North–South movements
Making a career working for the sultan
Some skilled and ambitious Europeans fleeing persecution or seeking a more prosperous life found that the Ottoman Empire and North Africa provided good career opportunities.
Since the onset of their rule in the 16th century, the Ottoman sultans had not only ruled over a multicultural empire but had regularly employed governmental officials and military officers from a wide range of ethnic backgrounds. During the 19th century, their ranks were joined by European professionals, some having fled their home countries for political reasons. Further opportunity for such individuals arose in the years 1839–76, a period known as “Tanzimat” (lit. reorganisation). Throughout those years, the Ottoman Empire underwent extensive reform, its administration and military increasingly opened up to European and non-Muslim professionals. In 1856 a government decree granted Muslims and non-Muslims equal obligations in terms of military service and equal opportunities for state employment.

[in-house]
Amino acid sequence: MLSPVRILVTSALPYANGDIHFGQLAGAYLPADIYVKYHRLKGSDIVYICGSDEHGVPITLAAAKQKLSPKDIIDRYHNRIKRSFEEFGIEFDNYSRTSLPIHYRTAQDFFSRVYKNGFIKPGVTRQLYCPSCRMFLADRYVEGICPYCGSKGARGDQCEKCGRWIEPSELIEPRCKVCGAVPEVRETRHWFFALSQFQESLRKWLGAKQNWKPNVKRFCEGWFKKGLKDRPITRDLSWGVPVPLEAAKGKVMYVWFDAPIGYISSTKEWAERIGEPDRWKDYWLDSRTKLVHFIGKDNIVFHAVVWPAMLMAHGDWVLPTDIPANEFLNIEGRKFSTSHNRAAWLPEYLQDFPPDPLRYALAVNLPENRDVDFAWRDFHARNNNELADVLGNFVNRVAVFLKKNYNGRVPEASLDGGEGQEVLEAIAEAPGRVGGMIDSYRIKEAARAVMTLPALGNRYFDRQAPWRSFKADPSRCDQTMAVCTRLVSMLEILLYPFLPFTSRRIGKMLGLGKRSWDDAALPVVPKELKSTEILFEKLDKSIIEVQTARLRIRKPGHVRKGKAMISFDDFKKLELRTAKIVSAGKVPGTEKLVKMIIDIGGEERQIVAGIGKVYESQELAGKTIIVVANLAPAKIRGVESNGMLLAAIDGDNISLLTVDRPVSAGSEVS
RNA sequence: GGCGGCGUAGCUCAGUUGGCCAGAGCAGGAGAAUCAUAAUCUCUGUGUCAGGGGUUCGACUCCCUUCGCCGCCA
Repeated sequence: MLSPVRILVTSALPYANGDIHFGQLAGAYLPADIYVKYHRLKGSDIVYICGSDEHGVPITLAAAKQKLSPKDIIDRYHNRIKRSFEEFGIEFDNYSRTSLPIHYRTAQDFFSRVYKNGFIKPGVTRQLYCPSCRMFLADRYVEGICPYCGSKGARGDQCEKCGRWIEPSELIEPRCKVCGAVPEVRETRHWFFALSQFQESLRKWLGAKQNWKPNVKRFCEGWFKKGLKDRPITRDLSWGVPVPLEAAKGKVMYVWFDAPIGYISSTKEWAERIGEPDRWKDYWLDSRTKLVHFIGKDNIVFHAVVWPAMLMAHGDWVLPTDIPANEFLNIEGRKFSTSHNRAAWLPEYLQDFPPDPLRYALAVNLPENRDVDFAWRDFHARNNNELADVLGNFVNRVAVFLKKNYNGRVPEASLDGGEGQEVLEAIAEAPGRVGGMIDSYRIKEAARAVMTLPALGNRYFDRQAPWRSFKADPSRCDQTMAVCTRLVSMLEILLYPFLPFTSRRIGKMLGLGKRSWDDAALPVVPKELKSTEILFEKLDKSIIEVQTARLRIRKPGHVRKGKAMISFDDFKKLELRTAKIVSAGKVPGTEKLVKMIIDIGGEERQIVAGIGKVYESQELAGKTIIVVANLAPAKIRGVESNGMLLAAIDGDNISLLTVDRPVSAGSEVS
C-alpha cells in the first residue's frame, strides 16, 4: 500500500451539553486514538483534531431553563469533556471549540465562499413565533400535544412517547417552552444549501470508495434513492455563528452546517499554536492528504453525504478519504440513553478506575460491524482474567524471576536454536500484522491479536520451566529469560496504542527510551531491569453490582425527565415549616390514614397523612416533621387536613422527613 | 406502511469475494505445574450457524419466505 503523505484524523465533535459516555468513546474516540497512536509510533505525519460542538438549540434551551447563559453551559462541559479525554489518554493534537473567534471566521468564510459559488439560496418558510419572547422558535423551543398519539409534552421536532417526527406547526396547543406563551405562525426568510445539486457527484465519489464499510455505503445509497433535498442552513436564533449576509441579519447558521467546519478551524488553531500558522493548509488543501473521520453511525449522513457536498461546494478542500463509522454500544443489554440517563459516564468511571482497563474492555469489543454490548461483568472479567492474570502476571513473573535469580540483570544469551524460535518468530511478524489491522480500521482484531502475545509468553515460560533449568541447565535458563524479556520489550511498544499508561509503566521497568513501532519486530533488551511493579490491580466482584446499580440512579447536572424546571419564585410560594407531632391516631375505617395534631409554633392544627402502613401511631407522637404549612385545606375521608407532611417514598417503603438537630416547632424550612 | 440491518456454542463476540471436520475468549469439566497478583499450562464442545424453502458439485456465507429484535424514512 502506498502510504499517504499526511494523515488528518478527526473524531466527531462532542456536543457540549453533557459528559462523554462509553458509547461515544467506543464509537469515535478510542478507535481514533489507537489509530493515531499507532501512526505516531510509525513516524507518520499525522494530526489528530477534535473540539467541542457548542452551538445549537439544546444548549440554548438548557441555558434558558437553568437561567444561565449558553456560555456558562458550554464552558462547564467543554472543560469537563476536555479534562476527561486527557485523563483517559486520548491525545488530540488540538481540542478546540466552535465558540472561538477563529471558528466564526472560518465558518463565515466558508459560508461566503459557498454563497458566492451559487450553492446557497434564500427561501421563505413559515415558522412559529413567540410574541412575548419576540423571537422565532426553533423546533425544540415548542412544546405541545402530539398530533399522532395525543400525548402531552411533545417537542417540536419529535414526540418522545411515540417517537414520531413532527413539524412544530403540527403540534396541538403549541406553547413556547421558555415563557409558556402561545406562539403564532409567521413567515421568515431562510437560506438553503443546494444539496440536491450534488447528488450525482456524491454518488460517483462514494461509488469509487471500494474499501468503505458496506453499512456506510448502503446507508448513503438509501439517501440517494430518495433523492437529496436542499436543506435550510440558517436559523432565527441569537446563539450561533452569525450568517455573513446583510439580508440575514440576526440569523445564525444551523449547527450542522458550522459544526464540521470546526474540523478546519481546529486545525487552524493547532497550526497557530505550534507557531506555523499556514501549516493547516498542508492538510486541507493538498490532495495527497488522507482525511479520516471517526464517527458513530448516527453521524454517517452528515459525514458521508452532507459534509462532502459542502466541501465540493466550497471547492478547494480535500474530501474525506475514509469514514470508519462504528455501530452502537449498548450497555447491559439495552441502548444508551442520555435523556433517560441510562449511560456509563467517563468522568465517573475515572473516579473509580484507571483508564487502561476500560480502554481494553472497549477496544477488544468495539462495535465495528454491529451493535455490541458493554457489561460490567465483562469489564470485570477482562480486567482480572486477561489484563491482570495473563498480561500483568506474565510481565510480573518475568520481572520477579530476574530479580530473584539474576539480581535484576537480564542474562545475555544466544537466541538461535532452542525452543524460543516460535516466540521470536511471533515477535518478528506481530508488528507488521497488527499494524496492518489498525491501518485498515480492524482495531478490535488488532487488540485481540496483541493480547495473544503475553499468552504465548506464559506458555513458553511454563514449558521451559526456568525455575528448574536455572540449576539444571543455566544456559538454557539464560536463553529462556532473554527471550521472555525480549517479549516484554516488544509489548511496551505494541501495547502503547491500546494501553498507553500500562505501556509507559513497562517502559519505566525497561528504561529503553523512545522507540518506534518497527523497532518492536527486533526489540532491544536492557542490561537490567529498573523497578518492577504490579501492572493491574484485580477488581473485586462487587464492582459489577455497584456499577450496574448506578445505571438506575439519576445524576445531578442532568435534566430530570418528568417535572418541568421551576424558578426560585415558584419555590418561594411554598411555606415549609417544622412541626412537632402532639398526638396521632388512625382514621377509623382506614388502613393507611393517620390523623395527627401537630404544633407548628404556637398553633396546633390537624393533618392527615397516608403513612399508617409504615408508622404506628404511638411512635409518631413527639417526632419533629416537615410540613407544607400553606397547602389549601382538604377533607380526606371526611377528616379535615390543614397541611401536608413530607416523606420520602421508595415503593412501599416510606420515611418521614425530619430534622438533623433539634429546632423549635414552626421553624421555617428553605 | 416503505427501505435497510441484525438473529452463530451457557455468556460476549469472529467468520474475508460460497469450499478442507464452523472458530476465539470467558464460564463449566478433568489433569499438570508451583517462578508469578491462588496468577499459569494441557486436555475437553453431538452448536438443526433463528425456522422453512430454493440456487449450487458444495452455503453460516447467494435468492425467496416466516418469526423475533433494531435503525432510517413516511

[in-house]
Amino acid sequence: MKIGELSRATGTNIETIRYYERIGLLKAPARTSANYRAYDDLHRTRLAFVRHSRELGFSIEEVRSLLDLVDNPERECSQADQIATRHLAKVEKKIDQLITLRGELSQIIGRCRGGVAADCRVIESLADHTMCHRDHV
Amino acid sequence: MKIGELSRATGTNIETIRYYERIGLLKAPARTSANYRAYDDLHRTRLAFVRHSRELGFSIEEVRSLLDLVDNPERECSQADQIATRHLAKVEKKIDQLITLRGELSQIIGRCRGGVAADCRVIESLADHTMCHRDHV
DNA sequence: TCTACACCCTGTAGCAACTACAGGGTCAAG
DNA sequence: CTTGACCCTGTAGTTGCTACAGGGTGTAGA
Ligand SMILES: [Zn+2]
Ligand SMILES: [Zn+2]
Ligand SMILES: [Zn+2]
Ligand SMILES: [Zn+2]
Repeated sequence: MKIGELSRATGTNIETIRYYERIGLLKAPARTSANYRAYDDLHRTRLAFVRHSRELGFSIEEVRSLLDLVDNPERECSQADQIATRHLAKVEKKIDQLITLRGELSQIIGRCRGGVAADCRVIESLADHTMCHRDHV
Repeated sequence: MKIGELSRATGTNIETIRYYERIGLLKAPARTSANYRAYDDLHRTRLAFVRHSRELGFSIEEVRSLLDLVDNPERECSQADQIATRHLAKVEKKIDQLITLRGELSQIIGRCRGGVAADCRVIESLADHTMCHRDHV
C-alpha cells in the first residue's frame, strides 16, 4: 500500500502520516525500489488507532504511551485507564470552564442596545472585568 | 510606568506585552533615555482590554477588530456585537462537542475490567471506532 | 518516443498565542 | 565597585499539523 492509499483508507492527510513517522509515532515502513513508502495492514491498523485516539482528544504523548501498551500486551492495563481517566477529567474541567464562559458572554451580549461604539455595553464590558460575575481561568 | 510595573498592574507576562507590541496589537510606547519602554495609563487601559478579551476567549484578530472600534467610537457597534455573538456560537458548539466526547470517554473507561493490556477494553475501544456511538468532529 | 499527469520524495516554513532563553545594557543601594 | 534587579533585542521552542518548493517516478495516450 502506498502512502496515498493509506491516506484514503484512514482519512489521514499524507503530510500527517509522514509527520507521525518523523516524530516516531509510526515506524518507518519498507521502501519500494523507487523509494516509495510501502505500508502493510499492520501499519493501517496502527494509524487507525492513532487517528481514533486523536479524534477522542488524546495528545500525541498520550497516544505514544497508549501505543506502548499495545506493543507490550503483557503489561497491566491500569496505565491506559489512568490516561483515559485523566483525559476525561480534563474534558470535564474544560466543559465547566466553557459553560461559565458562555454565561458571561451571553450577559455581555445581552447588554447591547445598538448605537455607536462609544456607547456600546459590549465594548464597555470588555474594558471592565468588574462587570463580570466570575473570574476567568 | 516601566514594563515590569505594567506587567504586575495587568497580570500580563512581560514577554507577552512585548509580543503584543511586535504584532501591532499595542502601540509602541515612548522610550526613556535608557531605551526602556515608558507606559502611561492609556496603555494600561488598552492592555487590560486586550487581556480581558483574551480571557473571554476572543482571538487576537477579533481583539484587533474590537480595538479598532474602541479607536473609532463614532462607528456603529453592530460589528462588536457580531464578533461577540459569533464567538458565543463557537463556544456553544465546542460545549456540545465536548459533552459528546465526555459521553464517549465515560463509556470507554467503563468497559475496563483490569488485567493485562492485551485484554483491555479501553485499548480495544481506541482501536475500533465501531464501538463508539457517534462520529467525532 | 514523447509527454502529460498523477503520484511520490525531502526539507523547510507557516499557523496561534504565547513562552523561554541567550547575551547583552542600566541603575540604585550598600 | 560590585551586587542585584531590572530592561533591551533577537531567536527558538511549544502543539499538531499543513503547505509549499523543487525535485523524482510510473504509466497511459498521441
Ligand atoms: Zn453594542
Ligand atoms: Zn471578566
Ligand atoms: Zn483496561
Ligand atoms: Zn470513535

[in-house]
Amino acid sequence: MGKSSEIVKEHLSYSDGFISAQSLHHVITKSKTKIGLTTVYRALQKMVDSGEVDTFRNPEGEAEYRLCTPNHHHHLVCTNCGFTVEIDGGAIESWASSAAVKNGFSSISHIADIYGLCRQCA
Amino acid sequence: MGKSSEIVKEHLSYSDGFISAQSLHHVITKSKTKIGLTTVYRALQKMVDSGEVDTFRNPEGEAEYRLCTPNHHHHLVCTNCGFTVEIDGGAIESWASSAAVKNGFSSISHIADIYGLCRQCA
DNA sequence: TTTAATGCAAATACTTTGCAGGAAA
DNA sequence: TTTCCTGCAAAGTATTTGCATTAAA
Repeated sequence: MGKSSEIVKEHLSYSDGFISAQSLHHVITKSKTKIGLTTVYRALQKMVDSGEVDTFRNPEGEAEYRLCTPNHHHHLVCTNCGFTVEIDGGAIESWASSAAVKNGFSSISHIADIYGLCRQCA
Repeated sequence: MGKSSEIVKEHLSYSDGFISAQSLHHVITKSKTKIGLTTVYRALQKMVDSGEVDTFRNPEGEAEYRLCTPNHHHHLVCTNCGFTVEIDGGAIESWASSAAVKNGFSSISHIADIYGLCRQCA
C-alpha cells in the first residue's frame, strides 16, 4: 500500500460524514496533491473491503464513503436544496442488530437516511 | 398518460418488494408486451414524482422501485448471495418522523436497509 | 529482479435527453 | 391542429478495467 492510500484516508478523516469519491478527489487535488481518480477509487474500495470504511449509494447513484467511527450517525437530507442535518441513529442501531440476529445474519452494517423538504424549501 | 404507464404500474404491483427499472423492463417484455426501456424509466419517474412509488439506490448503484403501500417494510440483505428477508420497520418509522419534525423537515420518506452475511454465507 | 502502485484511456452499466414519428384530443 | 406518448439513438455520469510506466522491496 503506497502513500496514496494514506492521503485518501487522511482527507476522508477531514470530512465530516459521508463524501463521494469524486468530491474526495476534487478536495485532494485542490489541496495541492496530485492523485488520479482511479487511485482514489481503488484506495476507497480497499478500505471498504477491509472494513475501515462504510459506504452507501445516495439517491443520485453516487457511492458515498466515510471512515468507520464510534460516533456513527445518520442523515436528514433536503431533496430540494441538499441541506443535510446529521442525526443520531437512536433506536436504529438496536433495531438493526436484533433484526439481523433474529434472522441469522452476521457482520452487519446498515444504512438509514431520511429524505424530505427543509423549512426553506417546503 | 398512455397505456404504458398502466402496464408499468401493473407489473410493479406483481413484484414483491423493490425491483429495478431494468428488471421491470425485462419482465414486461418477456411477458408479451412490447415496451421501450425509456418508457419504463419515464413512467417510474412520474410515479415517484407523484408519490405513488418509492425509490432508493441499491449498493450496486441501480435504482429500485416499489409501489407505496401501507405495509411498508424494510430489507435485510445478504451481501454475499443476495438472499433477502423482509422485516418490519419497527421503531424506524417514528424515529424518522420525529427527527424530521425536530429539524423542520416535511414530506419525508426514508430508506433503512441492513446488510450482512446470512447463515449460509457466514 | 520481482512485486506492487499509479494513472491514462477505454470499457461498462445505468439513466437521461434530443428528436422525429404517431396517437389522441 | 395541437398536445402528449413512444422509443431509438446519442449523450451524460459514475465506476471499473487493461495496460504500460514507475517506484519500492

Bashi Bazouk

1855

Sharjah Art Museum / Sharjah Museums Department, Sharjah, United Arab Emirates (Sharjah)

Vittorio Amedeo Preziosi

Watercolour

The Bashi Bazouk were mercenaries of great ethnic diversity who fought for the Ottomans in hope of plunder, as they were not paid. They did not wear regular army uniform. After the Russo–Turkish War of 1877–78, the Ottoman government decided to abandon their use.

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In this Exhibition
About the Exhibition
Privateering and captivity in the Mediterranean
Migrations within the Ottoman Empire
North–South movements
The life of European immigrant communities: Egypt and Tunisia